Hey, no harm, no foul, right? Don’t worry about it. Compared to some of the stuff people have said to me, that was pretty angelic! 😉

  9. #15 by logiopath on June 25, 2009 - 4:54 pm


  10. #16 by netprophet on June 25, 2009 - 5:09 pm

    Let me try this again.
    The Holy Spirit does not draw us to any religion including the Christian faith, He draws us to Christ.
    Remember the Centurion? He came to Jesus because he heard that Jesus was a man sent by God and he believed (drawn by the Spirit) that Jesus could heal his child. “Just say the word and my daughter will be healed.” He wasn’t a Christian and he wasn’t a religious man. He heard, he believed and he sought out the God he knew existed. He got his miracle because of his faith not his religion… does this make more sense? You don’t have to believe in religion or miracles, only in God and His Christ.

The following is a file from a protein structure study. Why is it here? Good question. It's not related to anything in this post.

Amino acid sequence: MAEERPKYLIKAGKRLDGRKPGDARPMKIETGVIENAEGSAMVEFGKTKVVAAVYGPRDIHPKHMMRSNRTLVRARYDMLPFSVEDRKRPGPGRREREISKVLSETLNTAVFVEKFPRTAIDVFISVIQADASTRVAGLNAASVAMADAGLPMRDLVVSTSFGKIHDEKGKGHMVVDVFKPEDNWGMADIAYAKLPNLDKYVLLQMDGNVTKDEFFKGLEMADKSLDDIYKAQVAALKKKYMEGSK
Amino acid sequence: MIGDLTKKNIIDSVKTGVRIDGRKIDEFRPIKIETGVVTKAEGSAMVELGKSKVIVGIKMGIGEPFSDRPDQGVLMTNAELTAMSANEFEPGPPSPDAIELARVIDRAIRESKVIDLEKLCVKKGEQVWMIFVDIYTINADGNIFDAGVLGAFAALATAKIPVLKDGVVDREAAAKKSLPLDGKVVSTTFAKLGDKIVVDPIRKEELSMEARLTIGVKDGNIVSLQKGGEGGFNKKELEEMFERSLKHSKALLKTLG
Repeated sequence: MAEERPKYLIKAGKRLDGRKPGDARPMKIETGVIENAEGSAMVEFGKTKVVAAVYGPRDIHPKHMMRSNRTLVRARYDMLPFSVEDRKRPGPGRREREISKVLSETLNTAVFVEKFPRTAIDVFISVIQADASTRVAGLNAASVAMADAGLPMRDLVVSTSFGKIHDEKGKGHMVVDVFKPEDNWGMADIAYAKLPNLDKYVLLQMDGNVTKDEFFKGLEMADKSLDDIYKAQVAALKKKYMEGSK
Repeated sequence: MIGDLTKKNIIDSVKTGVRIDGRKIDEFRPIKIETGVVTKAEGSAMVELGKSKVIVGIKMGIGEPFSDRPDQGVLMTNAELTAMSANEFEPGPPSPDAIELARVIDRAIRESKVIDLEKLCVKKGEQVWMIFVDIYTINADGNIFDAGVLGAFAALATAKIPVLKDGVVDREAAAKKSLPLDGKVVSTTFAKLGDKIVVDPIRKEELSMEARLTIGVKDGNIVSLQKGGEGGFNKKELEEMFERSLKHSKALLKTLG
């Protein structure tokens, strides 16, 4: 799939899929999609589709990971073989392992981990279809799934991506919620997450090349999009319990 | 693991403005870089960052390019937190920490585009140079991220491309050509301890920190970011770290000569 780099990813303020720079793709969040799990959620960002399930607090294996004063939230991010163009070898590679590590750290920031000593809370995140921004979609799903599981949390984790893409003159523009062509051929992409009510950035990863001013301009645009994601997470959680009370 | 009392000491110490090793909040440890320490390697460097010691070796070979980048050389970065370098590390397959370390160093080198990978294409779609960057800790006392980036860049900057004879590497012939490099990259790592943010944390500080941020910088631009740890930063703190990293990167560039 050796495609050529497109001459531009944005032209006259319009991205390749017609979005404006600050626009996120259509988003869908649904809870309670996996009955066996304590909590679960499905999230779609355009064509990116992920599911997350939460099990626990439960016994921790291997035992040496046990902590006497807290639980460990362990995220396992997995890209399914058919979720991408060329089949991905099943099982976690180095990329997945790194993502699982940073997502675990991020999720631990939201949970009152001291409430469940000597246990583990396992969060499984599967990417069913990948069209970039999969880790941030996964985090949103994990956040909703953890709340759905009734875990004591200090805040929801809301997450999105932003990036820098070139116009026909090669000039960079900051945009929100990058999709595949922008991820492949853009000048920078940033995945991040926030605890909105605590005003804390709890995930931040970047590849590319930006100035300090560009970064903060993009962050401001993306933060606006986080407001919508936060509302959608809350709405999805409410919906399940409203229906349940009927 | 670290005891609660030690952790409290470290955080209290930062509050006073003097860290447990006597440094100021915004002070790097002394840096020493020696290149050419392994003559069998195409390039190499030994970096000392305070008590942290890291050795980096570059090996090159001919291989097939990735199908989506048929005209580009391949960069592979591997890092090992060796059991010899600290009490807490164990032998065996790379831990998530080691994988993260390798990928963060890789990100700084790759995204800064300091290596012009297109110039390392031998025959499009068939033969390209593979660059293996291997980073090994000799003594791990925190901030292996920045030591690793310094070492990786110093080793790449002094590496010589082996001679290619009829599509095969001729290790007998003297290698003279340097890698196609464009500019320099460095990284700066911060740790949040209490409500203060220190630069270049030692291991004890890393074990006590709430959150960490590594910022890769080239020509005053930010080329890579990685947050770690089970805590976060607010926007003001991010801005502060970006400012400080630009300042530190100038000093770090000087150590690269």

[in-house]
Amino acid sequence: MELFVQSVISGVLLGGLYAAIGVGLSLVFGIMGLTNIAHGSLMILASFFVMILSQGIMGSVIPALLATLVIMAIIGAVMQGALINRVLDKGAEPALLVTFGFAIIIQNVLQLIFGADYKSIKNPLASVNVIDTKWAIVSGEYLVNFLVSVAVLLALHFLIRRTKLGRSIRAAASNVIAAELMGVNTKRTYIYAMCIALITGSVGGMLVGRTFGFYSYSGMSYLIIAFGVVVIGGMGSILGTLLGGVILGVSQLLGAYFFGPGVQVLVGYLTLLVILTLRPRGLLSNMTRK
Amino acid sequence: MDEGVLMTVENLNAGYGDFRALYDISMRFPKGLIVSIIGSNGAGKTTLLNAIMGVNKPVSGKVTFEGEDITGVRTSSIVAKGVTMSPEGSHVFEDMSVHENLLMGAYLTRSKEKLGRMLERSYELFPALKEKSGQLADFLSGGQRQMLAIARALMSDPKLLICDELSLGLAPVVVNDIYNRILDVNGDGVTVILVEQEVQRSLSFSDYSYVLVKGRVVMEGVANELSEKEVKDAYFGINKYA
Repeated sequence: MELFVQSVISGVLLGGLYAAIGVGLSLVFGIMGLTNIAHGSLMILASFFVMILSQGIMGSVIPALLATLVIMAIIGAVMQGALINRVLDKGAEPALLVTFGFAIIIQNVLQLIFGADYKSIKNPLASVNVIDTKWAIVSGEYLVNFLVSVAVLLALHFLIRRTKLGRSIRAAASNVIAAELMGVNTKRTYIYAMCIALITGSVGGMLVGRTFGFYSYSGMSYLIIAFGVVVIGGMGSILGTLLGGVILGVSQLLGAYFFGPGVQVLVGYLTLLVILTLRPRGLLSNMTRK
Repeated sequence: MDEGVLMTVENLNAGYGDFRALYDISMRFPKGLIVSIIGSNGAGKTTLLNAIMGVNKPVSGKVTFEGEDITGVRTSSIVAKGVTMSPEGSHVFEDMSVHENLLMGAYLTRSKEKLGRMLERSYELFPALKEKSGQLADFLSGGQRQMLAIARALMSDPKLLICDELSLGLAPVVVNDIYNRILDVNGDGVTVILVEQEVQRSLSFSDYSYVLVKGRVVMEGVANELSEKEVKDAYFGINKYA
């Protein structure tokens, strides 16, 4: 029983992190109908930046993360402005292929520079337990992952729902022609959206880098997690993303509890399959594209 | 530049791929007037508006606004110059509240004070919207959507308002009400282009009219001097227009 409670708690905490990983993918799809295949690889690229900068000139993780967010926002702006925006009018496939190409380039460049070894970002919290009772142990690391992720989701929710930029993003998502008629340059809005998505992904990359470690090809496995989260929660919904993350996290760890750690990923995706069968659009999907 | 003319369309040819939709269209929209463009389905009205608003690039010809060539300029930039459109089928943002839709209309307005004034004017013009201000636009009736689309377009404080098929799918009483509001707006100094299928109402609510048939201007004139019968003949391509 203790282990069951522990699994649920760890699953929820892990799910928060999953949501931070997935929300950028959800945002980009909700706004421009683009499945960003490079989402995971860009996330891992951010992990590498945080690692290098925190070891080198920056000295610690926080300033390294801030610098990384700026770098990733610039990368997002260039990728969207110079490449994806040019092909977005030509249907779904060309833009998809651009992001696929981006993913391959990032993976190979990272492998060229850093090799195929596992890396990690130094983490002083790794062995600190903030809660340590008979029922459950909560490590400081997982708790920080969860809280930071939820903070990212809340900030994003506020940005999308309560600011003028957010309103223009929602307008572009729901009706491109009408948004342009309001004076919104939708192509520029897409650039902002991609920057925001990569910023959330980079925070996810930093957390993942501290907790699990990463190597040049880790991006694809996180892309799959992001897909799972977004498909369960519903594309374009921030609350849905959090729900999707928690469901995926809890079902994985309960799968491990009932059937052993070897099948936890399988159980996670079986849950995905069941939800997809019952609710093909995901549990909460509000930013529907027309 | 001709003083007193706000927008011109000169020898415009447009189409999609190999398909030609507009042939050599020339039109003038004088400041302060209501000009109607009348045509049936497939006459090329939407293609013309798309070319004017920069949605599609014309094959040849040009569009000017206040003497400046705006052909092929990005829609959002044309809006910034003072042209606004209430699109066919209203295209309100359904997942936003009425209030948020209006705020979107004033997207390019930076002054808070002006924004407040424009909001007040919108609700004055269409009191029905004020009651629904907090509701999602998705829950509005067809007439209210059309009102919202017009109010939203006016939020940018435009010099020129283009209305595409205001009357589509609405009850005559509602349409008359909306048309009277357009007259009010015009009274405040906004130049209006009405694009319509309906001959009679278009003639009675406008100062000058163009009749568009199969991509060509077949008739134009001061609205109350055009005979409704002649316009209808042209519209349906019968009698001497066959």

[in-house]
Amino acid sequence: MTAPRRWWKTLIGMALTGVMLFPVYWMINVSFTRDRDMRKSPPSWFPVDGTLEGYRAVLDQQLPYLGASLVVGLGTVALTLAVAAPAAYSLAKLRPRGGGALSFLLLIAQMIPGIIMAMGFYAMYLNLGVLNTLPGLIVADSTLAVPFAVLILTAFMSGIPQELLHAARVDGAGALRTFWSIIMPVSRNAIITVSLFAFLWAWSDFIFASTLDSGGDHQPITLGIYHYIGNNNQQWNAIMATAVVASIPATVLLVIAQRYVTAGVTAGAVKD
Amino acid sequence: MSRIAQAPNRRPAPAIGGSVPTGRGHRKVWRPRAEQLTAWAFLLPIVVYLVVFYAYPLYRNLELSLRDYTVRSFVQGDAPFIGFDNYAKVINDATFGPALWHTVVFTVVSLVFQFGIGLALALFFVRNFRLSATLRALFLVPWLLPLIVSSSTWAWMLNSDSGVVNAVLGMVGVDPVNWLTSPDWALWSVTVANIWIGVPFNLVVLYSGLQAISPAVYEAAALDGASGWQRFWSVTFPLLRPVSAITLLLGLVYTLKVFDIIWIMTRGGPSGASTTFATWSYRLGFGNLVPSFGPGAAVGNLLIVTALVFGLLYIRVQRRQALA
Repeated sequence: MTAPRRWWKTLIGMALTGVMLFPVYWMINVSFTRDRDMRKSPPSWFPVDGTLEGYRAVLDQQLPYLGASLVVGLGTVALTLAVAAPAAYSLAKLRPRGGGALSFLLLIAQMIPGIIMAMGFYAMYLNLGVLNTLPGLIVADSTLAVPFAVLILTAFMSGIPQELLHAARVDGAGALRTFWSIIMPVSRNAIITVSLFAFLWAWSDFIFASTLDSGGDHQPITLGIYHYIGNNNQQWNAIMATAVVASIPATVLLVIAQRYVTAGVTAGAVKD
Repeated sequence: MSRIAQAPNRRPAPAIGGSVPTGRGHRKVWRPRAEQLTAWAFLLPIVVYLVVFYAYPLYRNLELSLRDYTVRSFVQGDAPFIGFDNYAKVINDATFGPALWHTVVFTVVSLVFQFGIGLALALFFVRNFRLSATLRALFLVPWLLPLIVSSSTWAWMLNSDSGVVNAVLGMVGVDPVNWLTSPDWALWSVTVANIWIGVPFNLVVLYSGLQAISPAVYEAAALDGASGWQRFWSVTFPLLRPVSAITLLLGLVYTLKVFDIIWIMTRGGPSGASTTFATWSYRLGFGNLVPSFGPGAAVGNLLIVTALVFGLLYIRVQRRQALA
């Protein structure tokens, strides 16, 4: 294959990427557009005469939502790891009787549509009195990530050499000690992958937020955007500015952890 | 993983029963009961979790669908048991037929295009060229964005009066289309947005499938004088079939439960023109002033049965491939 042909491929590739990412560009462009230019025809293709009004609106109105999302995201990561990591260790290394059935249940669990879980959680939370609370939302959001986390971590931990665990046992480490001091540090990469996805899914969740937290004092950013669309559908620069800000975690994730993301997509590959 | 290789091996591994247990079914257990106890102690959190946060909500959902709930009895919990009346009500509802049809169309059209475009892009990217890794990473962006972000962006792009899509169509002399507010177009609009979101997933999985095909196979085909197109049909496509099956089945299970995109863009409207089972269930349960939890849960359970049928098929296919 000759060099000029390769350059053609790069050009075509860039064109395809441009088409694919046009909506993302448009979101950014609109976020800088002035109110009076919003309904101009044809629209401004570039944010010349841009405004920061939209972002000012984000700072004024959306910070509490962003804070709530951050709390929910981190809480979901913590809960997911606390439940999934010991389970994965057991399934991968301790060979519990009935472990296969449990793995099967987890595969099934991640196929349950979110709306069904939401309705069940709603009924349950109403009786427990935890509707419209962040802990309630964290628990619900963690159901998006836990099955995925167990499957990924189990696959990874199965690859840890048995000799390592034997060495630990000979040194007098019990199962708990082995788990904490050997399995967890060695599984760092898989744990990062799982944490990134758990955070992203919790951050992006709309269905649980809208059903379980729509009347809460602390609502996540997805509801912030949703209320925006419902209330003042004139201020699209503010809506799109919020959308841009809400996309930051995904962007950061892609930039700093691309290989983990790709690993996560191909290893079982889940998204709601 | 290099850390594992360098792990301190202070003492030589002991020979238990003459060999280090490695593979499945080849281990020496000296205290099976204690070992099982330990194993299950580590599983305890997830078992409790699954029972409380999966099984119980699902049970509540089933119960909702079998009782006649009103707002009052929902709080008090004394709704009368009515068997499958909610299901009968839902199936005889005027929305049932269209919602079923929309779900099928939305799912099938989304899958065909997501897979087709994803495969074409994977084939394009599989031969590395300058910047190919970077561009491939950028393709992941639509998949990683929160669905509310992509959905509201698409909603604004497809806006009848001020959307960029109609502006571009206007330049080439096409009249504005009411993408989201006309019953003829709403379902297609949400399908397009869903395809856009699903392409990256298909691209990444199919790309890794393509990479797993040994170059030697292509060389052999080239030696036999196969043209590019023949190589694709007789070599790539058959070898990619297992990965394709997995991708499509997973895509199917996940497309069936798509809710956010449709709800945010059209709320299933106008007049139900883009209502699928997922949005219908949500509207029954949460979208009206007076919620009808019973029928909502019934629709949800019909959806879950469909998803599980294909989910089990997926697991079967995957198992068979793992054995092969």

• #17 by Christian Beyer on June 25, 2009 - 6:29 pm

      Nicely put. I always feel that this aspect of the centurion is overlooked. Jesus said that no one had greater faith, yet he was a pagan. Like you said, not a Jew or of the small sect of Jews who followed Jesus.

      Does everyone who is drawn to Christ (or drawn to God through Christ) recognize him as Jesus of Nazareth? Can they encounter Christ without ever having been exposed to the Judeo-Christian scriptures? To think otherwise, when it is never even expressly stated, certainly seems like we are limiting God, no less than a disbelief in every miracle is limiting to God.

      But it seems that the underlying issue in this immediate discussion is not a belief or disbelief in miracles (because as literabible said, the resurrection certainly is a miracle) but whether we believe in the infallibility and innerancy of the Bible. L B (literalbible) seems to be saying that if you do not accept all scriptural accounts as being absolutely factual then you may as well disregard scripture entirely. That in some way this is a litmus test for the faith.